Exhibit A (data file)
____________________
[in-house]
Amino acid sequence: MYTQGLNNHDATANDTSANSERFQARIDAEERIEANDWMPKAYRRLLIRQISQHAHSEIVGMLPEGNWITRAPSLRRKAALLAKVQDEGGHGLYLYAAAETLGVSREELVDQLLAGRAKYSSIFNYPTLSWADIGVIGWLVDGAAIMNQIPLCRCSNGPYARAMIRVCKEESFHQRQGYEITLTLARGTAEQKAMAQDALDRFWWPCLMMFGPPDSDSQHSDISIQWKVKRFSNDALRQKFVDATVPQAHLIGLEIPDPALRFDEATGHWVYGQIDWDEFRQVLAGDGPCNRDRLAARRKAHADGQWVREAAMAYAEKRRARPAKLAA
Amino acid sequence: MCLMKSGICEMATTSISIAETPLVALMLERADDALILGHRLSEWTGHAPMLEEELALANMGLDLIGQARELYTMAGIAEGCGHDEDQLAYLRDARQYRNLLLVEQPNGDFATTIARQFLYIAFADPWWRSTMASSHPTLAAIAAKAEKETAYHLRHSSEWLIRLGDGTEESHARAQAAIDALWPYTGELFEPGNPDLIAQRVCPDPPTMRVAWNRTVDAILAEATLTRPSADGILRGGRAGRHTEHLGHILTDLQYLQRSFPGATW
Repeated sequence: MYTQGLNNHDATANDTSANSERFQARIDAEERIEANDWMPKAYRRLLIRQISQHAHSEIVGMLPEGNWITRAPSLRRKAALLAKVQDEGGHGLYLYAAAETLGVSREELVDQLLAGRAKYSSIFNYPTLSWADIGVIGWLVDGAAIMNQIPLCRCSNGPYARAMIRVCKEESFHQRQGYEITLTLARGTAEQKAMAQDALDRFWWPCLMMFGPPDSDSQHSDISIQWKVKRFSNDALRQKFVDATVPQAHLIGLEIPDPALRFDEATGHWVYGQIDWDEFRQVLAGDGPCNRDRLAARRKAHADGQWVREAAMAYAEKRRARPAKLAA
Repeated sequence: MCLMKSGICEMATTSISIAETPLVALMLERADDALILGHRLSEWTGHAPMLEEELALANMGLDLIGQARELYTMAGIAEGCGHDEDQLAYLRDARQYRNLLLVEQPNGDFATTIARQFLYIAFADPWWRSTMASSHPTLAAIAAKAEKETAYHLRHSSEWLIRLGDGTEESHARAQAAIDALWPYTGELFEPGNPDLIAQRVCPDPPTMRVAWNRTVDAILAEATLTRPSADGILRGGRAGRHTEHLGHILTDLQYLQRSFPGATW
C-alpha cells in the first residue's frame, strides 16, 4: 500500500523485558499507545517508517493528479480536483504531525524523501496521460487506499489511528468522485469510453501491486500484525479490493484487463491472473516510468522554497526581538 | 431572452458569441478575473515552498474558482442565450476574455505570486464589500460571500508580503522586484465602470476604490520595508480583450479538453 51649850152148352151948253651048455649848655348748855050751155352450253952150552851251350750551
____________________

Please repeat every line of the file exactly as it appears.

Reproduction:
[in-house]
Amino acid sequence: MYTQGLNNHDATANDTSANSERFQARIDAEERIEANDWMPKAYRRLLIRQISQHAHSEIVGMLPEGNWITRAPSLRRKAALLAKVQDEGGHGLYLYAAAETLGVSREELVDQLLAGRAKYSSIFNYPTLSWADIGVIGWLVDGAAIMNQIPLCRCSNGPYARAMIRVCKEESFHQRQGYEITLTLARGTAEQKAMAQDALDRFWWPCLMMFGPPDSDSQHSDISIQWKVKRFSNDALRQKFVDATVPQAHLIGLEIPDPALRFDEATGHWVYGQIDWDEFRQVLAGDGPCNRDRLAARRKAHADGQWVREAAMAYAEKRRARPAKLAA
Amino acid sequence: MCLMKSGICEMATTSISIAETPLVALMLERADDALILGHRLSEWTGHAPMLEEELALANMGLDLIGQARELYTMAGIAEGCGHDEDQLAYLRDARQYRNLLLVEQPNGDFATTIARQFLYIAFADPWWRSTMASSHPTLAAIAAKAEKETAYHLRHSSEWLIRLGDGTEESHARAQAAIDALWPYTGELFEPGNPDLIAQRVCPDPPTMRVAWNRTVDAILAEATLTRPSADGILRGGRAGRHTEHLGHILTDLQYLQRSFPGATW
Repeated sequence: MYTQGLNNHDATANDTSANSERFQARIDAEERIEANDWMPKAYRRLLIRQISQHAHSEIVGMLPEGNWITRAPSLRRKAALLAKVQDEGGHGLYLYAAAETLGVSREELVDQLLAGRAKYSSIFNYPTLSWADIGVIGWLVDGAAIMNQIPLCRCSNGPYARAMIRVCKEESFHQRQGYEITLTLARGTAEQKAMAQDALDRFWWPCLMMFGPPDSDSQHSDISIQWKVKRFSNDALRQKFVDATVPQAHLIGLEIPDPALRFDEATGHWVYGQIDWDEFRQVLAGDGPCNRDRLAARRKAHADGQWVREAAMAYAEKRRARPAKLAA
Repeated sequence: MCLMKSGICEMATTSISIAETPLVALMLERADDALILGHRLSEWTGHAPMLEEELALANMGLDLIGQARELYTMAGIAEGCGHDEDQLAYLRDARQYRNLLLVEQPNGDFATTIARQFLYIAFADPWWRSTMASSHPTLAAIAAKAEKETAYHLRHSSEWLIRLGDGTEESHARAQAAIDALWPYTGELFEPGNPDLIAQRVCPDPPTMRVAWNRTVDAILAEATLTRPSADGILRGGRAGRHTEHLGHILTDLQYLQRSFPGATW
C-alpha cells in the first residue's frame, strides 16, 4: 500500500523485558499507545517508517493528479480536483504531525524523501496521460487506499489511528468522485469510453501491486500484525479490493484487463491472473516510468522554497526581538 | 431572452458569441478575473515552498474558482442565450476574455505570486464589500460571500508580503522586484465602470476604490520595508480583450479538453 51649850152148352151948253651048455649848655348748855050751155352450253952150552851251350750551